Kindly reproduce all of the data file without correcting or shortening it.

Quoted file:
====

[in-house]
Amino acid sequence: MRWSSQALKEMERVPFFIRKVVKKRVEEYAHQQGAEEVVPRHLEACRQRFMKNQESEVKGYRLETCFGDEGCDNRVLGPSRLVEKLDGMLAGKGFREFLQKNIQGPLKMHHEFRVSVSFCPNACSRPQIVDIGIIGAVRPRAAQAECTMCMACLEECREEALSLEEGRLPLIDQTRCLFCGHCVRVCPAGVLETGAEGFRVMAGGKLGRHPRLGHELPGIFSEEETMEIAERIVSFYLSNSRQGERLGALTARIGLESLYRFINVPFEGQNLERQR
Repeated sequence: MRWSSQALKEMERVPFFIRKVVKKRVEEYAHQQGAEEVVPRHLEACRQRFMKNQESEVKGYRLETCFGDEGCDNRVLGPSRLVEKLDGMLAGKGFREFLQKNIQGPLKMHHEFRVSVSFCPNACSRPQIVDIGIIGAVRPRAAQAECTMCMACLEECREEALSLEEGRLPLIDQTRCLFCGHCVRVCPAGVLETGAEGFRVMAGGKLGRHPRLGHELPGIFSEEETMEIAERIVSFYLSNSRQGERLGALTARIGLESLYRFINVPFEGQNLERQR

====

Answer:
[in-house]
Amino acid sequence: MRWSSQALKEMERVPFFIRKVVKKRVEEYAHQQGAEEVVPRHLEACRQRFMKNQESEVKGYRLETCFGDEGCDNRVLGPSRLVEKLDGMLAGKGFREFLQKNIQGPLKMHHEFRVSVSFCPNACSRPQIVDIGIIGAVRPRAAQAECTMCMACLEECREEALSLEEGRLPLIDQTRCLFCGHCVRVCPAGVLETGAEGFRVMAGGKLGRHPRLGHELPGIFSEEETMEIAERIVSFYLSNSRQGERLGALTARIGLESLYRFINVPFEGQNLERQR
Repeated sequence: MRWSSQALKEMERVPFFIRKVVKKRVEEYAHQQGAEEVVPRHLEACRQRFMKNQESEVKGYRLETCFGDEGCDNRVLGPSRLVEKLDGMLAGKGFREFLQKNIQGPLKMHHEFRVSVSFCPNACSRPQIVDIGIIGAVRPRAAQAECTMCMACLEECREEALSLEEGRLPLIDQTRCLFCGHCVRVCPAGVLETGAEGFRVMAGGKLGRHPRLGHELPGIFSEEETMEIAERIVSFYLSNSRQGERLGALTARIGLESLYRFINVPFEGQNLERQR